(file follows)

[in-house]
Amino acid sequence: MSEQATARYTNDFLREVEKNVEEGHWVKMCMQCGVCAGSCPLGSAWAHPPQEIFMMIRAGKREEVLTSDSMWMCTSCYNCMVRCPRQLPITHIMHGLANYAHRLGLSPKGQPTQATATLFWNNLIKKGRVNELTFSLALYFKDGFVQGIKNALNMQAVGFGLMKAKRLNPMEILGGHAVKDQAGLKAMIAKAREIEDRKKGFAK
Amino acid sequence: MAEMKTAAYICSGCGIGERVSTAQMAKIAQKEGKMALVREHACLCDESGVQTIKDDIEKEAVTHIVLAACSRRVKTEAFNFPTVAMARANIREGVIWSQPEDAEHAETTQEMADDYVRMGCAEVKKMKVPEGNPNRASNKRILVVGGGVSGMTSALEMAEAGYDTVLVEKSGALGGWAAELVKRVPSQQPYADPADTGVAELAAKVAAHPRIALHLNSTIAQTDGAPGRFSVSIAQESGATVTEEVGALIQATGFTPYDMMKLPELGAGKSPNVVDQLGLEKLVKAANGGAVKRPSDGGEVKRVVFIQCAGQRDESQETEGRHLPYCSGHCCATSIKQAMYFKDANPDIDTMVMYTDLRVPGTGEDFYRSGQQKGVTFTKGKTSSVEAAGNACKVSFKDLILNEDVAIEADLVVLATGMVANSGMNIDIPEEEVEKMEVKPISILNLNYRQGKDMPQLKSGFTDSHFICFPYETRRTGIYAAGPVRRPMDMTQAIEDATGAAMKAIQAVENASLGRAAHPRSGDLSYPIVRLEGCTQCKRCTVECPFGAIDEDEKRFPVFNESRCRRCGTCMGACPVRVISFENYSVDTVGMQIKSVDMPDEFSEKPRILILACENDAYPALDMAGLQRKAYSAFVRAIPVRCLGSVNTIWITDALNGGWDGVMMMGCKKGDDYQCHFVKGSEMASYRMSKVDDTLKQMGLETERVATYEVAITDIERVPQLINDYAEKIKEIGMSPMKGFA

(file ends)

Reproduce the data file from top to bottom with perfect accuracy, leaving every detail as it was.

[in-house]
Amino acid sequence: MSEQATARYTNDFLREVEKNVEEGHWVKMCMQCGVCAGSCPLGSAWAHPPQEIFMMIRAGKREEVLTSDSMWMCTSCYNCMVRCPRQLPITHIMHGLANYAHRLGLSPKGQPTQATATLFWNNLIKKGRVNELTFSLALYFKDGFVQGIKNALNMQAVGFGLMKAKRLNPMEILGGHAVKDQAGLKAMIAKAREIEDRKKGFAK
Amino acid sequence: MAEMKTAAYICSGCGIGERVSTAQMAKIAQKEGKMALVREHACLCDESGVQTIKDDIEKEAVTHIVLAACSRRVKTEAFNFPTVAMARANIREGVIWSQPEDAEHAETTQEMADDYVRMGCAEVKKMKVPEGNPNRASNKRILVVGGGVSGMTSALEMAEAGYDTVLVEKSGALGGWAAELVKRVPSQQPYADPADTGVAELAAKVAAHPRIALHLNSTIAQTDGAPGRFSVSIAQESGATVTEEVGALIQATGFTPYDMMKLPELGAGKSPNVVDQLGLEKLVKAANGGAVKRPSDGGEVKRVVFIQCAGQRDESQETEGRHLPYCSGHCCATSIKQAMYFKDANPDIDTMVMYTDLRVPGTGEDFYRSGQQKGVTFTKGKTSSVEAAGNACKVSFKDLILNEDVAIEADLVVLATGMVANSGMNIDIPEEEVEKMEVKPISILNLNYRQGKDMPQLKSGFTDSHFICFPYETRRTGIYAAGPVRRPMDMTQAIEDATGAAMKAIQAVENASLGRAAHPRSGDLSYPIVRLEGCTQCKRCTVECPFGAIDEDEKRFPVFNESRCRRCGTCMGACPVRVISFENYSVDTVGMQIKSVDMPDEFSEKPRILILACENDAYPALDMAGLQRKAYSAFVRAIPVRCLGSVNTIWITDALNGGWDGVMMMGCKKGDDYQCHFVKGSEMASYRMSKVDDTLKQMGLETERVATYEVAITDIERVPQLINDYAEKIKEIGMSPMKGFA